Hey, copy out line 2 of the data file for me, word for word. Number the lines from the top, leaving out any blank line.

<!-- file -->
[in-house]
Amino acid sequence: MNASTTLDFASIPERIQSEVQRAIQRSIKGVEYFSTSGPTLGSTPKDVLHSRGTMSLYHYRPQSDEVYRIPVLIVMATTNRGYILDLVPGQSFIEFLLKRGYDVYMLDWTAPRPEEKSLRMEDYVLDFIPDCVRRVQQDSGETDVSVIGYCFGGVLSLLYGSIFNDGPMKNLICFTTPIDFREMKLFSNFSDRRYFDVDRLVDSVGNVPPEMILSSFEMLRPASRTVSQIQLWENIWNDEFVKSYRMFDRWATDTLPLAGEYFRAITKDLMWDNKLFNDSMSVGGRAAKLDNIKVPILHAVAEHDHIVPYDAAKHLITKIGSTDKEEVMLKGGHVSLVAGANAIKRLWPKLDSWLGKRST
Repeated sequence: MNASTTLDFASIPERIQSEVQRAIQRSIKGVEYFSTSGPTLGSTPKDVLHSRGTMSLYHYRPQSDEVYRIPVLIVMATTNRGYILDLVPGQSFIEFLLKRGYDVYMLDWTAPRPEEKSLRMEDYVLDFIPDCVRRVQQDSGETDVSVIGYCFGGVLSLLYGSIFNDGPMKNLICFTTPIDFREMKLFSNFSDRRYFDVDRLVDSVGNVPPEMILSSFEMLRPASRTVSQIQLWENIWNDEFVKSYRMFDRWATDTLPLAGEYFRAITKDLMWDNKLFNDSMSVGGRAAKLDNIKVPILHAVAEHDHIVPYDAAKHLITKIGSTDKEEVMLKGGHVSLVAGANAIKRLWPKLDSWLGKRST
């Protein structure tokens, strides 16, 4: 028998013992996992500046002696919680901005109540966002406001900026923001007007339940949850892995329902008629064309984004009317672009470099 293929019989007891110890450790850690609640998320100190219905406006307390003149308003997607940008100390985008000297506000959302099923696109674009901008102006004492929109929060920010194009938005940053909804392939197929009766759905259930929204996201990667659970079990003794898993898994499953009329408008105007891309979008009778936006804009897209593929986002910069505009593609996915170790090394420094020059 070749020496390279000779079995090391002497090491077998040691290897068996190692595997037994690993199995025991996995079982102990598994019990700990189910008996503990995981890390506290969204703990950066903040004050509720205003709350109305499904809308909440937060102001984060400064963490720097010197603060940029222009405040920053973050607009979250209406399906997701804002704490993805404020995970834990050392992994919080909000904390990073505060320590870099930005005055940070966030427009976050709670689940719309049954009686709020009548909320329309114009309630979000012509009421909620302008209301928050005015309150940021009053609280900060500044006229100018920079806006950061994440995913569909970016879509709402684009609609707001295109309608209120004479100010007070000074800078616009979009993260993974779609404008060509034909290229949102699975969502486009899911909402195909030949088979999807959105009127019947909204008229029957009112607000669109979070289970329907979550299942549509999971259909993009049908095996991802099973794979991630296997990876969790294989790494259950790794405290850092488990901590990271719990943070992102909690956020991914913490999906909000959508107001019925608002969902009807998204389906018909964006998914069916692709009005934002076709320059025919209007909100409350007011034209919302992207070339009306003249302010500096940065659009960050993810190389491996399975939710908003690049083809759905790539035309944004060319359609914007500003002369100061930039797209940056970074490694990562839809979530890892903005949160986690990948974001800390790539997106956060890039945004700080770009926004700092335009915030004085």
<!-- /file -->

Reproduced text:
Amino acid sequence: MNASTTLDFASIPERIQSEVQRAIQRSIKGVEYFSTSGPTLGSTPKDVLHSRGTMSLYHYRPQSDEVYRIPVLIVMATTNRGYILDLVPGQSFIEFLLKRGYDVYMLDWTAPRPEEKSLRMEDYVLDFIPDCVRRVQQDSGETDVSVIGYCFGGVLSLLYGSIFNDGPMKNLICFTTPIDFREMKLFSNFSDRRYFDVDRLVDSVGNVPPEMILSSFEMLRPASRTVSQIQLWENIWNDEFVKSYRMFDRWATDTLPLAGEYFRAITKDLMWDNKLFNDSMSVGGRAAKLDNIKVPILHAVAEHDHIVPYDAAKHLITKIGSTDKEEVMLKGGHVSLVAGANAIKRLWPKLDSWLGKRST